Volume 16, Issue 1, January 2004
Index of content:
 LETTERS


Transient energy growth for the Lamb–Oseen vortex
View Description Hide DescriptionThe transient evolution of infinitesimal flow disturbances which optimally induce algebraic growth in the Lamb–Oseen (Gaussian) vortex is studied using a directadjoint technique. This optimal perturbation analysis reveals that the Lamb–Oseen vortex allows for intense amplification of kinetic energy for twodimensional and threedimensional perturbations of azimuthal wavenumber In both cases, the disturbances experiencing the most growth initially take the form of concentrated spirals at the outer periphery of the vortex which rapidly excite bending waves within the vortex core. In the limit of large wavelengths, the optimal perturbation leads to arbitrarily large growths via an original scenario combining the Orr mechanism with vortex induction.

A laboratory observation of the surface temperature and velocity distributions on a wavy and windy air–water interface
View Description Hide DescriptionTemperature and velocity distributions of the water surface are examined experimentally with infrared imaging techniques. The surface velocity is determined from the movement of the pattern of surface temperature cell. It is found that the mean wind drift is about much less than the widely cited measurements of Although many complicated thermal and dynamical processes control the surface temperature, we found that the probability distribution function (PDF) of the standardized water surface temperature does not vary significantly with wind speed. The increasing nonlinear effects of wave orbital motions and wave breaking on surfacemotion are shown by the similarity and trend of change in the PDFs of the water surface velocity normalized by the wave orbital velocity at different wind speeds. The standard deviation of the speed distribution increases with the wind speed while the basic skewed distribution shape remains.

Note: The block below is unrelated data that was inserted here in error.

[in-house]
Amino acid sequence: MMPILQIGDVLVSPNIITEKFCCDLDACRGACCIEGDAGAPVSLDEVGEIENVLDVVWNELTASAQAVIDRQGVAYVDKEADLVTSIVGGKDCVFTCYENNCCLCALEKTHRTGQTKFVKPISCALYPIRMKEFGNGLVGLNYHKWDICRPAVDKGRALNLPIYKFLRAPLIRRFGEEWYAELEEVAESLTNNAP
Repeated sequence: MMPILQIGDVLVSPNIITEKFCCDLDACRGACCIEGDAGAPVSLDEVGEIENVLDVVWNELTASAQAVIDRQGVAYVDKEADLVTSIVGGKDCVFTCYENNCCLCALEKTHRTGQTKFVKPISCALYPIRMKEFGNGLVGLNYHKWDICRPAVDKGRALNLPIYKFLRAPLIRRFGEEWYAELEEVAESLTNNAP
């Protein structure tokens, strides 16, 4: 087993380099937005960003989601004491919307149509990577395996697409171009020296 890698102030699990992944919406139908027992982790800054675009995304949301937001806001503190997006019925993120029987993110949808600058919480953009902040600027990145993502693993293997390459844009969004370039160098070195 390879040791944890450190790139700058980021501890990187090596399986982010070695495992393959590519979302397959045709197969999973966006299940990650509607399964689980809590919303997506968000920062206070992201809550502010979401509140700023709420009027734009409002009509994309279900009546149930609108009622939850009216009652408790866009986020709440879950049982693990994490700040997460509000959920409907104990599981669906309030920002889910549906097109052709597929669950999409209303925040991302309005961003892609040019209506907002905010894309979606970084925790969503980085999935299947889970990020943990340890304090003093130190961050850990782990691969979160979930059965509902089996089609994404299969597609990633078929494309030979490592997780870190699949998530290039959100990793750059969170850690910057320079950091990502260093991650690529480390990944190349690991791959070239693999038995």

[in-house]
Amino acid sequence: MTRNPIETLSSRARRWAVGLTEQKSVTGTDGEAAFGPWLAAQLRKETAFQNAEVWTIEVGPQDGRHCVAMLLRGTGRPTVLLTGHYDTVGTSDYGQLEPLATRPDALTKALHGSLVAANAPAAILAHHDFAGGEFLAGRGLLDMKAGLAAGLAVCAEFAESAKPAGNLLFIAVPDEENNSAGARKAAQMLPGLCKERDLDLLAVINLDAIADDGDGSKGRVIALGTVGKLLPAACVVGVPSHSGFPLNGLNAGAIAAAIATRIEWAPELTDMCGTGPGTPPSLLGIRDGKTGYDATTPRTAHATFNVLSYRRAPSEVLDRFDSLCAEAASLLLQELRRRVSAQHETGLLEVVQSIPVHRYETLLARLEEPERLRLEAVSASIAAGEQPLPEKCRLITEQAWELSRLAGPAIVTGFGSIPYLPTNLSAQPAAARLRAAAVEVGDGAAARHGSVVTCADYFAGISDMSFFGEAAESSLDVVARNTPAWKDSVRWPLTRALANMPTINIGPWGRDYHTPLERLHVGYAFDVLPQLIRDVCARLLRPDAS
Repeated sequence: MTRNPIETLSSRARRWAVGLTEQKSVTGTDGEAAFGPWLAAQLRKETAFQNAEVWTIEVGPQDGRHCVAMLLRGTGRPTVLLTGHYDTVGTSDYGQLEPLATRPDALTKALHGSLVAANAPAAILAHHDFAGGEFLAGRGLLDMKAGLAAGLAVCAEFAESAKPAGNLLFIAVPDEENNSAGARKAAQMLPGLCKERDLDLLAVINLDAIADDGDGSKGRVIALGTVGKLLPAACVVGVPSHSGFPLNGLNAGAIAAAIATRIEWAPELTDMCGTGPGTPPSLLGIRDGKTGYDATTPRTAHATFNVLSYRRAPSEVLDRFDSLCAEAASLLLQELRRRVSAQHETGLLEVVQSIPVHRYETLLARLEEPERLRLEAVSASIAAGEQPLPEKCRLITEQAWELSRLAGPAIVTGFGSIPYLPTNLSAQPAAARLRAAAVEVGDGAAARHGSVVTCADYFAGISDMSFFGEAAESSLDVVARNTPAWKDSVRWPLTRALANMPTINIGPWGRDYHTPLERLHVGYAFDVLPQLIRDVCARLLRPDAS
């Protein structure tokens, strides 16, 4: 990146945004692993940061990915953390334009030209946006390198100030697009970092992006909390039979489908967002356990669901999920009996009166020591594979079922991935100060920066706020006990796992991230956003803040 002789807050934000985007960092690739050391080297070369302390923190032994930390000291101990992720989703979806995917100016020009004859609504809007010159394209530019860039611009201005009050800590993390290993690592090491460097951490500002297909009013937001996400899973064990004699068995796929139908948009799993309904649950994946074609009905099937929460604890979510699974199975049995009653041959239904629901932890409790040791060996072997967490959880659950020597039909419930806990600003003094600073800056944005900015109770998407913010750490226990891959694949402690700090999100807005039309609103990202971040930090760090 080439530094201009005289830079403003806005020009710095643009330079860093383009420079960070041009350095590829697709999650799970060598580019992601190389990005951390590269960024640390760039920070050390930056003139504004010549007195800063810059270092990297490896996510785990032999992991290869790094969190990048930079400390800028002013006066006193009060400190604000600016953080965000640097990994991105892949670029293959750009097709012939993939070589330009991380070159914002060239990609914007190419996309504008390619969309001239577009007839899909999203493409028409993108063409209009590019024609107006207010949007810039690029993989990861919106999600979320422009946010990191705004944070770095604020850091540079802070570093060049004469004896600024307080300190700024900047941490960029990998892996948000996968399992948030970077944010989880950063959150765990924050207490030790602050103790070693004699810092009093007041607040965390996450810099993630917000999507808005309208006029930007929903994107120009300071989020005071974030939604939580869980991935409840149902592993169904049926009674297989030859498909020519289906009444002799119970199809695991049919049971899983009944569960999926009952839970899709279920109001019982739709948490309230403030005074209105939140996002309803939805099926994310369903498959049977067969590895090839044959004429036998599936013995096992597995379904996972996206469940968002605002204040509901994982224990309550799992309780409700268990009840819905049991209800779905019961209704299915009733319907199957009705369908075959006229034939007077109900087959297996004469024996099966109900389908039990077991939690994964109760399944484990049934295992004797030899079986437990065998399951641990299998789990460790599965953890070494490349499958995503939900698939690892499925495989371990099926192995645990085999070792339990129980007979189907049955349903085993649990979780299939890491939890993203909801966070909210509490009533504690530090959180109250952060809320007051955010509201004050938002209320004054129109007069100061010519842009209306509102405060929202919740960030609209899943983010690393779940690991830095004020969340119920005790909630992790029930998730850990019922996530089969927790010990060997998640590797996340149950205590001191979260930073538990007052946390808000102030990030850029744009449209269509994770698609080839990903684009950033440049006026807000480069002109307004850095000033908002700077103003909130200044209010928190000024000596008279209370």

ARTICLES


Size segregation in rapid, granular flows with continuous size distributions
View Description Hide DescriptionTwodimensional (dissipative) moleculardynamics simulations of particulate mixtures with Gaussian and lognormal particle size distributions are employed to gain insight on the segregation behavior of these mixtures when exposed to a granular temperature gradient. Simulations are performed for a collection of smooth, inelastic, hard disks (with constant material density and a constant coefficient of restitution) confined between two walls set to constant, though unequal, granular temperatures. As a result, a gradient in granular temperature develops across the domain. In general, particles of all sizes are found to move toward regions of low granular temperature (overall segregation). Species segregation is also observed. Specifically, large particles demonstrate a higher affinity for the lowtemperature regions, and thus accumulate in these cool regions to a greater extent than their smaller counterparts. Furthermore, the local particle size distribution remains of the same form (Gaussian or lognormal) as the overall (including all particles) size distribution. In addition, the behaviors of Gaussian size distributions and narrow lognormal distributions are found to be quite similar.

The effect of insoluble surfactant at dilute concentration on drop breakup under shear with inertia
View Description Hide DescriptionDirect numerical simulations are conducted with a volumeoffluid continuous surface stress algorithm. The linear equation of state is used to characterize the effects of an insoluble surfactant at low concentration on a drop in strong shear. The drop and the surrounding liquid have the same viscosity and density. Surfactant migration induces a Marangoni force that acts toward the drop center. For low inertia, viscous force opposes the Marangoni force, so that a stationary drop with surfactant is more elongated and less tilted than without. The addition of surfactant promotes breakup, lowering the critical capillary number. The first daughter drops are smaller than for the case of clean drops. For high inertia, the Marangoni force retracts the drop and retards breakup. The local values of surface tension are computed during drop evolution.

Fluid–body interaction in the presence of uniform vorticity and density gradient